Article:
What type of Grass do I need? In Metro Atlanta, GA, we have predominantly 5 types of turf grass in our landscape: Bermuda, Thin Blade Zyosia, Thick Blade Zyosia, Fescue, and Centidpede. We do see a little Saint Augustine in the southern suburbs. This article will help homeowners and those in lawn care and landscape maintenance determine the proper turf grass for a homesite, based upon the amount of sunlight and available water.
Bermuda is the most common and most economical turfgrass. While it is ideal for home builders, it is not a good long term solution for most homes in Atlanta. Bermuda is a warm season grass that needs full sun for 7 to 8 hours during the day. As your landscape develops you may run into issues with areas of grass starting to thin because of increased shade on your turf. Bermuda is also very drought resistant and resilient. Bermuda will go completely dormant in the winter. It enters dormancy early than Zyosia and will start to green up later than zyosia. Bermuda can be installed year around. However, winter kill can be a problem if severe cold or snow occurs after it has begun to green up in the spring. This was seen in 2009 when we had a late snow fall on April 15th. The northern facing slopes and areas where snow was piled up (ie. the snowman from the children), we had severe winter kill. This is why it is recommended not to fertilize any of the warm season grasses until they are 50% green. Early fertilization can push a warm season grass out of dormacy early, which may lead to winter kill. Bermusa can be aerated once the bermuda grass is 50% green. Aerating and scalping in the early spring are two landscape maintenance practices that will help reduce turf fungus in warm season grasses. Bermuda can be cut very short up to less than a half inch. Bermuda grows rapidly and needs to be cut at least weekly and if possible every 4 to 5 days in the growing season. Letting the grass grow to seed head is not recommended as you then no longer cutting blades of grass but you are cutting stems of the seed head. This will rapidly dull your blades. Most common hybrid of Bermuda is Tiftway 419. There are some new Bermuda hybrids that are shade tolerant one that I have heard very good results about is TifGrand.
Thin Blade Zyosia is the most ideal turfgrass for Atlanta and the most beautiful. This zyosia is a warm season grass that needs about 4 to 5 hours of sunlight during the day. It is moderately drought resistant. It does not go completely dormant in the winter although the exposed blades of grass are brown. The root system is still green. Some people will spray roundup on dormant Bermuda to kill weeds and especially poa annua. Do not do this on Zyosia as you will kill the zyosia. Zyosia enters dormancy later than bermuda and begins to green up early in the spring. However, it is slow to becoming fully green until May. In Atlanta, Thin Blade Zyosia should only be installed from 15 April until 1 September. The root system of the thin blade zyosia can be damaged by cold temperature. For this reason, thin blade zyosia must be fully rooted before freezing temperatures occur. The most common hybirds are Emerald and Zeon Zyosia.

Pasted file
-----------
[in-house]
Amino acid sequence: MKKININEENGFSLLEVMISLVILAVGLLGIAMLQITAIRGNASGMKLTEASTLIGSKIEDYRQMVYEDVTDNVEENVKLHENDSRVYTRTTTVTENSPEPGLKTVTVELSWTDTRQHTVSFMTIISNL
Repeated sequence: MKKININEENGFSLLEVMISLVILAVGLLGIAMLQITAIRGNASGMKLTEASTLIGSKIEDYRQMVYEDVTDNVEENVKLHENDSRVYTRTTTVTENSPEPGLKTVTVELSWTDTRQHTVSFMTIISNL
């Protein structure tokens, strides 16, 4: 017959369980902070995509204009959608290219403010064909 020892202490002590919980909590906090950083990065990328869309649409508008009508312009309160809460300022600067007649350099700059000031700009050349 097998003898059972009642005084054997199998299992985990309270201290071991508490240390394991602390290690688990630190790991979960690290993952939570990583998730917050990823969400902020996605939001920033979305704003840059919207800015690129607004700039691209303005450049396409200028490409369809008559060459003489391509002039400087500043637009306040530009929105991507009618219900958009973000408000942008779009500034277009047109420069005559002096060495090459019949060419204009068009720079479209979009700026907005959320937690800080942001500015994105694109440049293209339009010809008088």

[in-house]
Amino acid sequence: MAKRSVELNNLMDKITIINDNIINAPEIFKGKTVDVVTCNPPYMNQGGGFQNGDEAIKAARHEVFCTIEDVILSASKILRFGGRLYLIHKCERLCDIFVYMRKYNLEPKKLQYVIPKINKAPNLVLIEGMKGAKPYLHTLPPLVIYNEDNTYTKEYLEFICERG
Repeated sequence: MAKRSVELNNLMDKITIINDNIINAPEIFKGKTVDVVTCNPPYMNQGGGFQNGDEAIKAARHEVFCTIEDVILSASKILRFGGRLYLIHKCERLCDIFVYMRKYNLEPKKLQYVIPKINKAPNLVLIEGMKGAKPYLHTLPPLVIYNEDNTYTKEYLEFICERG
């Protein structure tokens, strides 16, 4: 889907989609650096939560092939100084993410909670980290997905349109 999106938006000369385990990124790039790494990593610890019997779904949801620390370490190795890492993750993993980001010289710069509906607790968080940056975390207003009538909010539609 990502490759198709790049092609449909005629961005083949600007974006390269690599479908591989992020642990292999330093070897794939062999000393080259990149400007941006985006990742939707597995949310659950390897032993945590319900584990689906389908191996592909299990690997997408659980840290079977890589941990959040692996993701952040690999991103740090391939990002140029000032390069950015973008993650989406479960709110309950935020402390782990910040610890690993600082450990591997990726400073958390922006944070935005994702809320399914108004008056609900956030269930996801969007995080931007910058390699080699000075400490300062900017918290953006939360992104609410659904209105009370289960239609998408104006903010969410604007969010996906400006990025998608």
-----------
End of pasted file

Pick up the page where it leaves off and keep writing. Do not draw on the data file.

Thick Blade Zyosia is very similar to the thin blade zyosia, except it needs about 5 to 6 hours of sunlight. It is also moderately drought resistant. Thick Blade Zyosia follows the same dormacy patterns as the thin blade, but does a better job in reach fully green in the spring. Thick Blade Zyosia can be installed year around but it is recommended to avoid installation when coming in or out of transition. Most common hybrid is Meyer Zyosia. Aeration of any type of zyosia is recommended anytime the turf is 50% green. Aeration and scalping in early spring will reduce the amount of fungus. One of the other benefits of the zyosia is it is a very thick grass that will choke out weeds and other turfgrasses like Bermuda. Zyosia can be cut very short at half inch and it is not recommended to let the grass grow to a seed head between cuttings.
Fescue is a cool season grass and is the most difficult to grow in Atlanta. It needs only 4 to 5 hours of sunlight but it does not tolerate full sun or heat very well. It is not drought resistant and needs deep watering a couple of times a week. While it is lush and green from Fall to Spring, the high temperatures of summer turn it brown. In the summer it is not water it needs but it needs more shade and cool temperatures. Fescue is high maintenance and requires yearly aeration, over-seeding, and liming. It should never be fertilize after mid May as this will led to turf fungus. Fescue needs to be cut high at about 3 to 4 inches. Fescue does work well in large tree canopy covered areas.
Centipede is a warm season turfgrass that is very aggressive, disease resistant, and slow growing. It needs 6 to 7 hours of sunlight and is moderately drought resistant. It has very little nitrogen requirement and very low maintenance. You can mow it every 2 to 3 weeks during the growing season. However, I feel it is not the most attractive grass, and definitely not comfortable to walk on barefooted.
Saint Augustine is another warm season grass that can work in the southern suburbs of Atlanta. It is shade tolerant and moderately drought resistant. It needs only 4 hours of sunlight, however it is not that common of a grass in the Atlanta Landscape and it is only seen in the South Metro Atlanta area. It is not very adaptable to the cold winter temperatures, and in severe winter there maybe areas of winter kill. Thus, very few people know how to properly maintain this grass in the Atlanta Market.